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19 Things foodies should stop saying

Chris Perrin is part mad scientist, part glutton, and part culinary adventurer who is always ready to hit the kitchen to make something delicious. Cooking, especially for friends, has always been one of his deepest passions and explains ...

Our favorite foodie sayings and why they seriously have to end now

Along with the excitement of trying new food, the quest for new flavors and the desire to share the love with friends, family and anyone with a pulse, there seems to be a wee bit of snobbery that comes with being a foodie. While it's no surprise that one's nose might lift in the air slightly after rubbing elbows with celebrity chefs and eating like an A-lister, there are still some things foodies just have to stop saying.

OK, we get it. It's cool to be a foodie. There's a certain swagger that comes with eating lobster at Le Bernardin, sushi at Nobu or steak at Gordon Ramsay Steak. There's a pride with eating only organic, dining on produce picked from your own garden and eating an eco-friendly-only diet. Still, it's starting to get out of hand. Google "snobby foodie sayings," and you'll see what we mean. The good news is that being a foodie doesn't need to mean being a snob, and foodies can go a long way to cleaning up our act if we can cut out a few sayings.

"It's better because it's organic."

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"It's more expensive because it's organic" is certainly true, but even food scientists can't agree if organic is better.

"It's better for you because it's all natural."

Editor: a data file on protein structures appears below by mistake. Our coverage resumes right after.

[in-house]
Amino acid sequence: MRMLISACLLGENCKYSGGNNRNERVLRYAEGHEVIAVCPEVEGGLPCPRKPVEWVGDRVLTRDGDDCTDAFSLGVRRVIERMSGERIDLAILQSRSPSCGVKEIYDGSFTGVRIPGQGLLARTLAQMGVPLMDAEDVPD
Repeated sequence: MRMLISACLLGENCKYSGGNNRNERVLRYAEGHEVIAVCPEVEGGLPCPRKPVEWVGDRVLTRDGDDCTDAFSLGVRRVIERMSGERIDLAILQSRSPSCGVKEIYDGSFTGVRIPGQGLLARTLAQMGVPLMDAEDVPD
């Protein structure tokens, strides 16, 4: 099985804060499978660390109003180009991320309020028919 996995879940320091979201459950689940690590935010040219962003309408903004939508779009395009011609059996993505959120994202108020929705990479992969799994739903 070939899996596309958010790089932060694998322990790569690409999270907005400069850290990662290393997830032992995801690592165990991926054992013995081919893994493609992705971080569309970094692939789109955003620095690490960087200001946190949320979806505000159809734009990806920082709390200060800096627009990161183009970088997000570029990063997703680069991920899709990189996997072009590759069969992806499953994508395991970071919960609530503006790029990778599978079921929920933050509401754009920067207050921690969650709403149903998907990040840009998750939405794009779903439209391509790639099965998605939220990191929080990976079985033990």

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Yes, so is 7Up in all its high-fructose, corn syrupy glory. There are no regulations around "all natural" or "100% natural," so let's stop acting like we know what they mean.

"I love [restaurant name]'s homemade cuisine."

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Unless you live in a restaurant, which would be kind of cool, what you order at one is not homemade.

"[Restaurant name] serves great street food!"

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Unless the restaurant is on the street, it ain't street food. Period. If it is, then this is perfectly acceptable.

"I only drink [list of multiple meaningless adjectives about your favorite tea/coffee]."

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If you have a drink you love, that's great. Don't ruin it for the rest of us if we want something else.

Besides, if all you drink is organically grown, mountain-raised, goat-rubbed, monkey-picked, Tibetan-processed, hormone-free, free-trade, Chinese 7 Valleys red oolong, then you're kind of missing out…

"I'm a [insert word]-avore."

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You probably aren't, because you probably made up that "avore" word. There are only carnivores, omnivores, herbivores and maybe locavores. Everything else just sounds kind of pretentious.

"It's delicious because it's farm-to-table. FTT FTW!"

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Lots of places are farm-to-table. Find a better reason to like the place you're touting.